in reply to Sorting a list of IP addresses (aka Why I hate Big O)

Alright. What did big O teach you... did it tell you how fast something was going to run? no. Big O was a measure of asymptotic complexity... the entire theory of Big O was: for N data items, proportionally, how many steps M will I have to take. What it was designed to tell you was that: If an algorithm of Big O of N took 10 seconds to do 10 items, when we increased the number if items to 20, it would probably take somewhere near 20 seconds.

Comparing two algorithms that have a similar Big O, although it might seem like an intuitive thing to do, is really comparing apples and oranges. Remember, and this should be your mantra: "we are not comparing runtimes, but asymptotic complexity." Let us say that you have two algorithms with a same Big O, let us say of N, and data for them to utilize for size M. Let us say that algorithm 1 takes X time to accomplish it's task, and algorithm 2 takes Y time to accomplish it's task. All that Big O is telling you is that for M*2 datum, algorithm 1 will take X*2 and algorithm 2 will take Y*2! Their rate of CHANGE is what you are looking for (god, is that the 1st derivative?) not their actual values.

Eek... i think that's right... anyone wanna jump in on this one with me?

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RE: RE: Sorting a list of IP addresses (aka Why I hate Big O)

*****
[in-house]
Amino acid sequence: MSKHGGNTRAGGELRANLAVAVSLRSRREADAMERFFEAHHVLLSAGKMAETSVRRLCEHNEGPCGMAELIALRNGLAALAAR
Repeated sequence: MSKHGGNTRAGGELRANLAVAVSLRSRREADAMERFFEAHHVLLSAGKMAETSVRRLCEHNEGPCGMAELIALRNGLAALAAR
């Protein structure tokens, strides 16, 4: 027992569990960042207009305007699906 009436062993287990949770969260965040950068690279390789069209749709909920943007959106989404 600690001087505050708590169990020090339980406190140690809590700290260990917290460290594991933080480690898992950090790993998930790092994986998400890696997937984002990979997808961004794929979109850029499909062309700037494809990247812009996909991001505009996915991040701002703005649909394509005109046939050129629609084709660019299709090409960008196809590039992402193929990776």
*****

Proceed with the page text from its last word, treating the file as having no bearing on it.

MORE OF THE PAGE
by young perlhopper (Scribe) on Aug 03, 2000 at 02:58 UTC
    Yes, i will jump in with you, enthusiastically. Thank you for the cogent explanation.

    However, I wouldn't necessarily say the big O notation is a measure of the rate of change. (it is, sort of, but i don't think that's the best way to think of it).

    Another way of thinking of it is this: Take two algorithms, algorithm A, which is O(N*log N), and algorithm B, which is O(N^2). Now let's say that the execution time for Algorithm A is 100 seconds when N=1000, and that the execution time for Algorithm B is 1 second when N=1000. At first glance, B might appear faster than A, and it certainly is for N=1000. However, what Big O tells us is that no matter what execution times we measure for A and B at a given value of N, A will be faster than B for some arbitrarily large N.

    This, is essentially what the theorem behind big O states: That an algorithm with a 'smaller' big O will run faster than an algorithm with a 'larger' big O, for all N > X, X finite but arbitrarily large.

    B may run 10^100 times faster than A for N = 10^1000, but since A has a 'smaller' big O, there is some N such that A will run faster than B.

    Okay, i'll stop rambling.